“The federal government has provided some help to these institutions through the Restaurant Revitalization Fund, a program based on my RESTAURANTS Act that I first introduced in June 2020. But the program has fallen short. Only one-third of all applicants were funded, leaving nearly 177,000 hanging in the balance.

“Today’s vote for my Relief for Restaurants and other Hard Hit Small Businesses Act finishes the job,” Blumenauer said. “This legislation is simple: It funds restaurants that did not receive awards, it helps other battered industries like live events, travel, hospitality and fitness, and it supports shuttered venues. And it will be paid for with fraudulent pandemic relief funds that are recovered.” 

Though the House bill garnered some Republican support, a major sticking point was how the costs would be paid for.

Democrats argued the measure would not add to the deficit because it would be offset by funds recouped from fraudulent claims under the program after it was introduced last year.

But that wasn’t enough assurance for most of the Republicans in the chamber, and similar concerns prevented a vote on a similar measure in the Senate this week.


Senate Small Business Committee Chairman Benjamin Cardin, D-Md., had been working on a $48 billion proposal with Sen. Roger Wicker, R-Miss., and the two men reportedly hoped their proposal would be voted on this week.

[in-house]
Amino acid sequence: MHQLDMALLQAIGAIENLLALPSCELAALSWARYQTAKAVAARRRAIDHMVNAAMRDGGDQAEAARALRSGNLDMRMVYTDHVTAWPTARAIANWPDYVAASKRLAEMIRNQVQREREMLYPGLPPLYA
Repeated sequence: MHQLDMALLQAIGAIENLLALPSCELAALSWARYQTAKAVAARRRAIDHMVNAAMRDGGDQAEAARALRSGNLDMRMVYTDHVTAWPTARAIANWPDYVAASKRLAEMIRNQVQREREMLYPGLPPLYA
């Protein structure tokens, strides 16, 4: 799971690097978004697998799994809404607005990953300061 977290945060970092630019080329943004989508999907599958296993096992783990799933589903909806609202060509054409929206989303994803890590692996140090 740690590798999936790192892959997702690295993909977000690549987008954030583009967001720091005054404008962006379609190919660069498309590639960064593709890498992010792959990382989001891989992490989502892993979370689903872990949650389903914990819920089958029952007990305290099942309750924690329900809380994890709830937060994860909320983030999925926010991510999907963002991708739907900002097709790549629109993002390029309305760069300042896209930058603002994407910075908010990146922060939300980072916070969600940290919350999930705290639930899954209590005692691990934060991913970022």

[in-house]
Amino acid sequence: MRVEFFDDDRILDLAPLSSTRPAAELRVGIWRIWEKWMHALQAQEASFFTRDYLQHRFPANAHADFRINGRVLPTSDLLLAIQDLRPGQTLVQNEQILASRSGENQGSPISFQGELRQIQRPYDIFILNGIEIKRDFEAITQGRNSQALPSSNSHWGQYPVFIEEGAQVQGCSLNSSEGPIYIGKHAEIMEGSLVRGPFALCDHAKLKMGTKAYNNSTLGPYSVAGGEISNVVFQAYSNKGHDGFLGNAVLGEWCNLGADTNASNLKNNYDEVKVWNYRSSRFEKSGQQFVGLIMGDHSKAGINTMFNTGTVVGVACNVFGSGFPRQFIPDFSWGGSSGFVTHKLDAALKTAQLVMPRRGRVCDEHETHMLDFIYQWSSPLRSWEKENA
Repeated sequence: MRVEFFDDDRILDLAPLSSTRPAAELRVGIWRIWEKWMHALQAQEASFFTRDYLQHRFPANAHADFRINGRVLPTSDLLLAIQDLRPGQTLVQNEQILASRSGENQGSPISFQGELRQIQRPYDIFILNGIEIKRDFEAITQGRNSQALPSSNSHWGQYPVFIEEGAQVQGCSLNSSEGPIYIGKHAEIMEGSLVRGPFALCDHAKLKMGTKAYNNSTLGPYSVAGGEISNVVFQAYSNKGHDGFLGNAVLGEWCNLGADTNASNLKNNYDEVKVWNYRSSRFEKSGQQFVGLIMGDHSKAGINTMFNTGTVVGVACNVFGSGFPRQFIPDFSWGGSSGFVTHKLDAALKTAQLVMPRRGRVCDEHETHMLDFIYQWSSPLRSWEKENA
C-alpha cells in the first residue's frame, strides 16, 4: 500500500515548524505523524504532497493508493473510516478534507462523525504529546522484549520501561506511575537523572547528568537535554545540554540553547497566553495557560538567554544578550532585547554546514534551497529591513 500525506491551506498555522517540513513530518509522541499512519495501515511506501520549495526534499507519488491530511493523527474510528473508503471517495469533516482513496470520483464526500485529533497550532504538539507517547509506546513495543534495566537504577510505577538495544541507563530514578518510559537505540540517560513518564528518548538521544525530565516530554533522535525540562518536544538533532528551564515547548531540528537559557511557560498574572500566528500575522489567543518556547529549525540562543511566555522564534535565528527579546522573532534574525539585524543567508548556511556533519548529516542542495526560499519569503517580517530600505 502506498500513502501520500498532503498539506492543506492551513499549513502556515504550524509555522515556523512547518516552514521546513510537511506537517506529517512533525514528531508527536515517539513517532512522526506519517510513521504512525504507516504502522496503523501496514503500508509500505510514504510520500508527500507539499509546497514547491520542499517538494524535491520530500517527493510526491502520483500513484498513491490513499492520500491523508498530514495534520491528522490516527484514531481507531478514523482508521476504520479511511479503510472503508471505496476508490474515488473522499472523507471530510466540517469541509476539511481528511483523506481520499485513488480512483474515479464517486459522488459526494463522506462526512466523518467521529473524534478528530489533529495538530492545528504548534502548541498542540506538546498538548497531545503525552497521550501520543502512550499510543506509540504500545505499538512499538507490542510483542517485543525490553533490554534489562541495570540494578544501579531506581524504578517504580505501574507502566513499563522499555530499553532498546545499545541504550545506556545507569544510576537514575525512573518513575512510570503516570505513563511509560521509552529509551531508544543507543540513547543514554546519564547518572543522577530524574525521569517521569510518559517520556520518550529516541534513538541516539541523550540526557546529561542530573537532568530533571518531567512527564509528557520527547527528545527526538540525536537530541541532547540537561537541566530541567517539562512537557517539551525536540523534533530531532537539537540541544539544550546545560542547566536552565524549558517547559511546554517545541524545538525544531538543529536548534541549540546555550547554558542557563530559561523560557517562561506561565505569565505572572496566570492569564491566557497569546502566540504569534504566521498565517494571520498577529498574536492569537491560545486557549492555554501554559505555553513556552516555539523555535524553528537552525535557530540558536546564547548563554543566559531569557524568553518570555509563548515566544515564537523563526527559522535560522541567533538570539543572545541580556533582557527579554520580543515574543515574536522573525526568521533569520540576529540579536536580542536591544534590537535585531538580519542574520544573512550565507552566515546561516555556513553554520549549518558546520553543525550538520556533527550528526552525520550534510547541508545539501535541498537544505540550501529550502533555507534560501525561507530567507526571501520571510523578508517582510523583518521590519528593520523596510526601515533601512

The bills would obviously need to be reconciled to eliminate the $7 billion difference, but it would be advanced before the Senate.

The problem was the chamber was also considering a $10 billion COVID-19 relief package, and many of the same offsets Cardin and Wicker were relying on in their math got absorbed in the COVID-19 bill.

As a result Senate Majority Leader Chuck Schumer, D-N.Y., decided to temporarily put the Senate restaurant bill on ice, at least until after the recess.

In the meantime, Senate Republicans blocked consideration of the COVID-19 bill.

In a statement on its Twitter feed, the Independent Restaurant Coalition called the vote “a big win for our industry,” adding “now it’s up to the Senate to finish the job.”